And so it's really vital that I start taking a look at that. And it's so seductive to think if I go on a diet, I'm just gonna take care of this problem once and for all. And. You know, person with weight to lose dreams about being thin. I know I did and, and it's like, if only I were thin, I'd be happy. Well, most people who have been on a diet have had the experience of, you know, losing the weight and then realizing, oh my God, I do not, you know, I do not feel happy.
And this is not fixed. Every problem in my life, and. It's such an illusion that it will, and so it's just so important that people realize that the weight is really covering up so many emotions. And when I lost weight, I mean, I had the experience of losing about 40 pounds and having that [00:15:00] depression set in.
I mean, first when you're losing weight, you know, it's very. People are making comments. You look so great, you're buying new clothes. I mean, I was wearing like three new outfits a day. I was so crazed. And, and, and that's great for a while. And what that, what that losing weight does is it replaces the, the overeating.
And so you get the, you get a high from it, but that high wears off. And after a while people stop commenting and your clothes are just, they're not new anymore. And then, and then you're left with the emotions. And what's happened is all those emotions that were stuffed down with so many years of overeating come bubbling to the surface.
And before you know it, this is what happened for me, is I got depressed. And this is a while back when, you know, depression, they weren't popping prozacs like candy, you know? And, and I just didn't know what was wrong with me and what I didn't realize it was. All, all that I had buried with food was all of a sudden in my face and I didn't have the tools to deal with it.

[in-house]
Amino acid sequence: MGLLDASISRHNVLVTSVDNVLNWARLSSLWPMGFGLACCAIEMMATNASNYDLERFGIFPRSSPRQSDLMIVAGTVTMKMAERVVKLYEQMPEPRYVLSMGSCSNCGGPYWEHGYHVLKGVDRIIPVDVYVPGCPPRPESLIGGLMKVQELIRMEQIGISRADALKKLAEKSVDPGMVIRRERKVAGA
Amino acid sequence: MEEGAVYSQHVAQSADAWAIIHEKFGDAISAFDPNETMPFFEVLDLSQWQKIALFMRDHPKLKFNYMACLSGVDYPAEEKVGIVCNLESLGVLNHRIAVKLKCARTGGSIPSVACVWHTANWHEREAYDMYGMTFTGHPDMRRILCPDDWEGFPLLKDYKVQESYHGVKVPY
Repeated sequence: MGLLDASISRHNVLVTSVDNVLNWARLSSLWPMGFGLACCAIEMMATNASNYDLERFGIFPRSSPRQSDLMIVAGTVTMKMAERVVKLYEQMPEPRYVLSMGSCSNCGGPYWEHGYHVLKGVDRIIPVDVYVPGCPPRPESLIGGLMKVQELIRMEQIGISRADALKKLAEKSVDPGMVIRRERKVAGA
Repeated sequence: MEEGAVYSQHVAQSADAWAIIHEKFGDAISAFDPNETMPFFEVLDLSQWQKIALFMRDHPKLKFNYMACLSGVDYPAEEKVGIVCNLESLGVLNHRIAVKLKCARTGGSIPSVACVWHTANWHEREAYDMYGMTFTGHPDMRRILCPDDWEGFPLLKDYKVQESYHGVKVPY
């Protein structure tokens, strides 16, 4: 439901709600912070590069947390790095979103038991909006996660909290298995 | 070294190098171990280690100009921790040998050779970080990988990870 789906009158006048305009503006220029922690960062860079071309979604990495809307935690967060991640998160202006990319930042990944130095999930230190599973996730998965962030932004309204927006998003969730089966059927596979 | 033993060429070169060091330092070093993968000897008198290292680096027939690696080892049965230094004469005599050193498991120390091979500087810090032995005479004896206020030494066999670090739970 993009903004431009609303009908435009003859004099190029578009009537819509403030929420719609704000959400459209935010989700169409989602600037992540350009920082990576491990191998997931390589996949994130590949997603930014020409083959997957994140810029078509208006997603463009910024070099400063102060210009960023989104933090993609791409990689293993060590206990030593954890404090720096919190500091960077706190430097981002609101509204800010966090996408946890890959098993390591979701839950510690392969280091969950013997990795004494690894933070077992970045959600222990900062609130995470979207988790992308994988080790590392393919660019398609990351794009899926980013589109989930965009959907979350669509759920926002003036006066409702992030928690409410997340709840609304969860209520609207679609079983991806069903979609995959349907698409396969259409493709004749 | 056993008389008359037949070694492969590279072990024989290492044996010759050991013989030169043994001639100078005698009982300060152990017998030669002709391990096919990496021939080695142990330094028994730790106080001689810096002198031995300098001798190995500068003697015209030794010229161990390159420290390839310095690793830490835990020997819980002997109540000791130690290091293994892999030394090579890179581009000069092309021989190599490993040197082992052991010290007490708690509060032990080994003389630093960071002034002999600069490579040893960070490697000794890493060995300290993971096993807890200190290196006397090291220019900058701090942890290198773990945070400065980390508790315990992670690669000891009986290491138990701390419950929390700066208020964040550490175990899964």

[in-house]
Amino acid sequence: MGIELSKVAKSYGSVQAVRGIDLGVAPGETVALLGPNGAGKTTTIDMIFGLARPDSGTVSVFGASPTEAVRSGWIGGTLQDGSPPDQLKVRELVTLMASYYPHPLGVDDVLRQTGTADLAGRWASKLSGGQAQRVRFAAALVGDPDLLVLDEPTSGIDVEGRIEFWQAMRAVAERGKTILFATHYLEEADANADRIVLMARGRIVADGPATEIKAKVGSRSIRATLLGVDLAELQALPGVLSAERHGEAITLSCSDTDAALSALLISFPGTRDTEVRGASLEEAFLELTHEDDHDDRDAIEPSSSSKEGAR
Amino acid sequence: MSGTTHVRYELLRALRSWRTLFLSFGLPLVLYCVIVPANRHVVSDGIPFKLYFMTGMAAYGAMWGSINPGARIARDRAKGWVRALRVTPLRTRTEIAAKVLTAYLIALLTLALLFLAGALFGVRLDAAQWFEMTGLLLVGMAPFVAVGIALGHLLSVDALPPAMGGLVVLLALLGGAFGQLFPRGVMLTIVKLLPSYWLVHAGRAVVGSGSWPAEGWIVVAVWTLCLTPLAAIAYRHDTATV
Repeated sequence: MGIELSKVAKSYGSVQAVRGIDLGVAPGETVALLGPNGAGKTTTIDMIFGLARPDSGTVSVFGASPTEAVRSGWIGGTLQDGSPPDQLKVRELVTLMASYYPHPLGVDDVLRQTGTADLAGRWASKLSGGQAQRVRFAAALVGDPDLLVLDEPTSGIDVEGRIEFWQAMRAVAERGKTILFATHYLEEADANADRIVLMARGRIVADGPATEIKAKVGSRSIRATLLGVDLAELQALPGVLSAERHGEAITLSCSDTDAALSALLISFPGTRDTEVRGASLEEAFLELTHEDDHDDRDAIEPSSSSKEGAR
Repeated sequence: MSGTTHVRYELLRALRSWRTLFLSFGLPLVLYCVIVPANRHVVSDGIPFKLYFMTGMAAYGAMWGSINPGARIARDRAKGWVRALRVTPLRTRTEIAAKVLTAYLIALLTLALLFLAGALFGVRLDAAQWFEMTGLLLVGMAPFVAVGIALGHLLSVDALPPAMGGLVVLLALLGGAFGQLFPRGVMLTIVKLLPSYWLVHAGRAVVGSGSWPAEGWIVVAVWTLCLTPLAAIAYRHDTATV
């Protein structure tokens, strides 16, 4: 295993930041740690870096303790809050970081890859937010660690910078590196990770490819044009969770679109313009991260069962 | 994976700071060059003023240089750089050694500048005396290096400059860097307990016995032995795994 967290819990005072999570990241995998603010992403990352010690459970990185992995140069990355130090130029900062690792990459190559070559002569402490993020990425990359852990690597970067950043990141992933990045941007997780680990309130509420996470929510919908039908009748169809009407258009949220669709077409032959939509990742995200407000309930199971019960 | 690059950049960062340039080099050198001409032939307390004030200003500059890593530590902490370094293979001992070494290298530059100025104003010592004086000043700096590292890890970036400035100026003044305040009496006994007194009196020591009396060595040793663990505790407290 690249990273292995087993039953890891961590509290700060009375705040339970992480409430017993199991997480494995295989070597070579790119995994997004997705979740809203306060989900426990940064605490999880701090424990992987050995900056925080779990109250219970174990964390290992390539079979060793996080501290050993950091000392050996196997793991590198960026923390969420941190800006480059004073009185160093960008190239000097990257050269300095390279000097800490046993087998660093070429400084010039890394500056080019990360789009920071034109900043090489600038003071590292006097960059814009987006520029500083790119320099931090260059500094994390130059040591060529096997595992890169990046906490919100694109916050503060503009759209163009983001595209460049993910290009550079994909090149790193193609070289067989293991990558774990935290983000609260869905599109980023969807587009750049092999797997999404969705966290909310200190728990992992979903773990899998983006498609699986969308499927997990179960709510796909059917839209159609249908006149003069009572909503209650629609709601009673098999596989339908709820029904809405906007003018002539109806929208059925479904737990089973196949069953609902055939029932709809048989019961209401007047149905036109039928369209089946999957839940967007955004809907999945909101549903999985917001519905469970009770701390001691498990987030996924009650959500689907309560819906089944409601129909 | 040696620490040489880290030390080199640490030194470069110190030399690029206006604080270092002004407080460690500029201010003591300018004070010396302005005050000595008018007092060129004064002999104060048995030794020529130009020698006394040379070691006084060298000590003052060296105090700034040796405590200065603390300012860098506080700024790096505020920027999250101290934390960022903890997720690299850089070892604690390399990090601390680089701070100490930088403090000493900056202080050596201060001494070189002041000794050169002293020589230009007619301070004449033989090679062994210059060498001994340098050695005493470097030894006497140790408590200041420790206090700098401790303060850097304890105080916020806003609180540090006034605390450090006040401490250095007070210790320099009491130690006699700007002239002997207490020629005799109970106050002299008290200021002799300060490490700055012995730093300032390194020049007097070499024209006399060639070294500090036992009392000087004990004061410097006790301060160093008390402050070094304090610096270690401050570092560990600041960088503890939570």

And so of course went right back to overeating again. And that to me is why 98% of all diets fail is [00:16:00] people do not have the tools in place to be able to handle being thin and not having their coverup, which is food and fat.
JJ Virgin: So I always think that the first thing you have to do is know your starting point.
So I love that you've put together a quiz to help people figure out if this is their issue. So will you like walk us through this again? And by the way, if you're listening, you can get this at It'll all be in the show notes too, but like walk us through what they're gonna learn
Tricia Nelson: through taking this quiz?
So when you take the quiz, which is basically, are you emotional eater? Food addict. That's what you're gonna find out. And you're, you're, it's, it's, it could be one or the other, or it could be in the middle, like you're, you're, and what's the difference? So the difference is consequences. So if you have any ability to pull back, you know, you've gained five pounds, you're like, oh, I don't like how my pants are fitting.
I think I'm gonna scale back. And you have the ability to scale back. You [00:17:00] may be an emotional eater, but you're probably not a food about addict because you have the ability to scale back. You have some level of control and self-monitoring. Whereas a food addict is somebody that once they start to eat or overeat or eat the ooey, gooey, chewy foods, they cannot stop.